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3 Social Security Myths You’ve Been Fooled Into Believing

You may have heard that Social Security is facing serious financial problems, and you may have seen over years that Congress has done very little about them.

It is an interesting contradiction that stems in part from 3 urban legends about the program. We – the voter – hear them so much that we assume that there must be some truth in them. There isn’t.

These convictions shape who we elect, and seriously limit what candidates are willing to say to the electorate. Our firm belief in these myths leaves actual policy makers herding unicorns.

1. In a worst case scenario, the program will pay benefits until 2034.

The date 2034 is not intended as a measure of how long we can do nothing. It is meant as a warning of danger of what might happen in a normal economy, one far removed from a worst-case scenario.

The Trustees actually believe that it is basically a coin-flip whether Social Security will pay scheduled benefits into 2034. (Source: Figure VI.E2. — Long-Range OASDI Trust Fund). Even the word “probably” is still too strong.

Thus, our understanding of Social Security has converted a warning of danger into a strength of the system.

2. Even if the Trust Fund runs out, the program will still collect enough to pay you 77 percent of your benefits.

In reality, we don’t know. We do not know the size of the cuts, and we do not even know how the reductions would be distributed to the individual. (Source: Congressional Research Service, “Social Security: What Would Happen If the Trust Funds Ran Out.”)

The Trustees actually believe that it is basically a coin-flip whether Social Security will pay scheduled benefits into 2034.
Brenton Smith, IVN Independent Author

While the program as a whole may in fact reduce benefits paid in total by 23 percent, there is no reason to believe that each individual will get 23 percent less.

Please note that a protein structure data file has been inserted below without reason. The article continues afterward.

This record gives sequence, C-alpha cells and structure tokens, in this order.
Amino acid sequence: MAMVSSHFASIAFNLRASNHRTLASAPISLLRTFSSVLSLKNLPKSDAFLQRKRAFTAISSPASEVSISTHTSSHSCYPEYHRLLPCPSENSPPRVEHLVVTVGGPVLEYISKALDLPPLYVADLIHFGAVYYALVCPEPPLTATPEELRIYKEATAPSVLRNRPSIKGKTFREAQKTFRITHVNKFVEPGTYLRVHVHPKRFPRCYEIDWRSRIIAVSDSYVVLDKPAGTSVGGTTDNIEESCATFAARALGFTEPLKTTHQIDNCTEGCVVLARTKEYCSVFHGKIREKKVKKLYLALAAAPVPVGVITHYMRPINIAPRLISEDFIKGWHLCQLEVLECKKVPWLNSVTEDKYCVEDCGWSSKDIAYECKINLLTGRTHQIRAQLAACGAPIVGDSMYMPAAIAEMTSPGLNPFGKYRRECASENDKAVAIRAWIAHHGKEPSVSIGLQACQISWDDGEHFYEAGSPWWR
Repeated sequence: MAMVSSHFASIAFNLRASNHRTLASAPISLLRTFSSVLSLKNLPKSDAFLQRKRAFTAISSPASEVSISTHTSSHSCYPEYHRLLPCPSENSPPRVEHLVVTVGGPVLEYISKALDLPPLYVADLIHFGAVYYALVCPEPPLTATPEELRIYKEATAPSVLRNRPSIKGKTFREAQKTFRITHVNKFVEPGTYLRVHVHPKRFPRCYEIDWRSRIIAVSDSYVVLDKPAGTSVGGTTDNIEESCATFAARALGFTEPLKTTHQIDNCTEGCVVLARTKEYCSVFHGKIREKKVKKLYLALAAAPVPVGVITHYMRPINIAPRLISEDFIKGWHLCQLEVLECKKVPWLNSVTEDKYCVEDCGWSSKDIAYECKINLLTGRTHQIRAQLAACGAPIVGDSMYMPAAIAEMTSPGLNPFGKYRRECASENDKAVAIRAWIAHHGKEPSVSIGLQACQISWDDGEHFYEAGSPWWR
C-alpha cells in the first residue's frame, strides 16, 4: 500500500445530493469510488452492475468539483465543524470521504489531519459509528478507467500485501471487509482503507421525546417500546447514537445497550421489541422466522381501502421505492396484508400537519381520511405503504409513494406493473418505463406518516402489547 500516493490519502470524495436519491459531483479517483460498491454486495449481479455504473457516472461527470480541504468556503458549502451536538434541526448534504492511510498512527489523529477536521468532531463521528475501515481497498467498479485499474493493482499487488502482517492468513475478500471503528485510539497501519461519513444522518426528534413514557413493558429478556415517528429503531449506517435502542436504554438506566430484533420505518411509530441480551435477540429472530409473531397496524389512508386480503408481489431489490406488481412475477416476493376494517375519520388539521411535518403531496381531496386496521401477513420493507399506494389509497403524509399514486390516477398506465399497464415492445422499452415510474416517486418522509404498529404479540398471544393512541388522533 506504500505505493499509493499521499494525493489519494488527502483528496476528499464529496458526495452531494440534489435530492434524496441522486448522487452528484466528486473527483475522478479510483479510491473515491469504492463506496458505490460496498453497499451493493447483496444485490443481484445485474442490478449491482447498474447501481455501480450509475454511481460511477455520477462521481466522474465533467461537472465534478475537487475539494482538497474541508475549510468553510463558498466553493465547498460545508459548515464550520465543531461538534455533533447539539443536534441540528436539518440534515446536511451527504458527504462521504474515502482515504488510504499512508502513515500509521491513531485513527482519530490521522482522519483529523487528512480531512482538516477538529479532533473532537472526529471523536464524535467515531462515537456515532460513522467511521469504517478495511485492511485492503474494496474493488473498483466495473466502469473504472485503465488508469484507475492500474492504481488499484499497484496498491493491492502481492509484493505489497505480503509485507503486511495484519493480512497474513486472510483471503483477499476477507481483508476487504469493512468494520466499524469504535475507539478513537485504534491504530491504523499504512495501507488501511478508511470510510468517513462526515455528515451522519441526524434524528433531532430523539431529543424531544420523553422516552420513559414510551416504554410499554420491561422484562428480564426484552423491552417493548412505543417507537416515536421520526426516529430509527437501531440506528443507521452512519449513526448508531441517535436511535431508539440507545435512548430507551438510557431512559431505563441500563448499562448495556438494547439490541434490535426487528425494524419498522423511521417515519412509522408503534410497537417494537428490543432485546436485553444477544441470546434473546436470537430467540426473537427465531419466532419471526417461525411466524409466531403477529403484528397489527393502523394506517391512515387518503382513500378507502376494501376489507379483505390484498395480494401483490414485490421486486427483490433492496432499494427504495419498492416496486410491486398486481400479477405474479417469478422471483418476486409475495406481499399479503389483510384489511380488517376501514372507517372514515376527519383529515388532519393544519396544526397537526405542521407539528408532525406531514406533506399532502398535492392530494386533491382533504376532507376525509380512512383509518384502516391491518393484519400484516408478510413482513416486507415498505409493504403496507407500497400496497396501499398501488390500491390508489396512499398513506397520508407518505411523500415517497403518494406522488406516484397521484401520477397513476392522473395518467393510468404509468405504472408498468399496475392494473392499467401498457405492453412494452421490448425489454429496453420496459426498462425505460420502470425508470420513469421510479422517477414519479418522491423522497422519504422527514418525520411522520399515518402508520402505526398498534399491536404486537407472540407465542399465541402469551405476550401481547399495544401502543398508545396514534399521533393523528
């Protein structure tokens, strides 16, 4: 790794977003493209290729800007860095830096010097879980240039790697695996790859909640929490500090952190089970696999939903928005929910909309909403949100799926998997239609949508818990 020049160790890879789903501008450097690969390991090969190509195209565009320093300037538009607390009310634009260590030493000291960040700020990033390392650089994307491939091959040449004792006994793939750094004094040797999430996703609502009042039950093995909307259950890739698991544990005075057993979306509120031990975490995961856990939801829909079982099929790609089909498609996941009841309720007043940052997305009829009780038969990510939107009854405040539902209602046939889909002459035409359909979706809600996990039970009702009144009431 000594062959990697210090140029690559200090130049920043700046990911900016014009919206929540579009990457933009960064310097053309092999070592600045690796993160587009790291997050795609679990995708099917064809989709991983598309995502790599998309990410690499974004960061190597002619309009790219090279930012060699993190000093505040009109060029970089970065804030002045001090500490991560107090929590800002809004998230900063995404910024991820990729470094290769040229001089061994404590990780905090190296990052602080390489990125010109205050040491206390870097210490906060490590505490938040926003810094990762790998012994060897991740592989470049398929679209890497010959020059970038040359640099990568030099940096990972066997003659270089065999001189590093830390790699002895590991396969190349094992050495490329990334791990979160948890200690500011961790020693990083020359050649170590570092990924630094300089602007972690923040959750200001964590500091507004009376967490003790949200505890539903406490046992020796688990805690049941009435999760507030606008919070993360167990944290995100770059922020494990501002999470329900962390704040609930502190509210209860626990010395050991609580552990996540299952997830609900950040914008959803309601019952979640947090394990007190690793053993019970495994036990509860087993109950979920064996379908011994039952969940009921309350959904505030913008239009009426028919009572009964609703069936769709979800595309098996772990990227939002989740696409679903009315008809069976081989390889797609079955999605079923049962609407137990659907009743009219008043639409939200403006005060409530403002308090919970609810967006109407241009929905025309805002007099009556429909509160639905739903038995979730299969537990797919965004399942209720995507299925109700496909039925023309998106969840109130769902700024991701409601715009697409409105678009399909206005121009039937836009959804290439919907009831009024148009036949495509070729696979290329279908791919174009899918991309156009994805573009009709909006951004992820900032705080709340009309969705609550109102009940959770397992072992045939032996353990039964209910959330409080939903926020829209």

At this point, current law limits what Social Security can pay each year, but it does not reduce benefits of any individual.

Technically, this means that you will continue to get your full benefits at some point, but not on the due date. Thus, you might retire at 67 and your first check might arrive when you are 68.

We have no idea what happens when the Trust Fund reaches exhaustion.

3. There is an easy fix for Social Security’s woes: raise taxes by 2.83 percent.

The trustees did say 2.83 percent – just not in that context.

First, raising payroll taxes by 2.83 percent (to 18.1 percent) does not fix Social Security. It is a measure to kick the can for 75 years. That would be great for us, but not so good for our kids.

Second, the statement is based on a basic misunderstanding of the data. Pundits have converted what is essentially contrast-information about the problem into a do-it-yourself solution.

Here is what the Trustees have actually said. It is possible to fill-in the gaps in the program’s finances over 75 years with revenue that equates to 2.83 percent of taxable wages – provided that incremental revenue does not cause wage growth to slow.

In this case, pundits are assuming that an 18 percent increase in tax rate will equate to an 18 percent increase in revenue as though taxes have no economic consequence.

Moreover, this solution is apt to create problems for Medicare, another one of our social insurance programs. If we raise the payroll tax to give Social Security more money, the wage growth on which Medicare’s problems are gauged would evaporate.

Editor’s Note: This article originally published on Newsmax, and was republished by request and permission from the author.

Photo Credit: Kim Reinick / shutterstock.com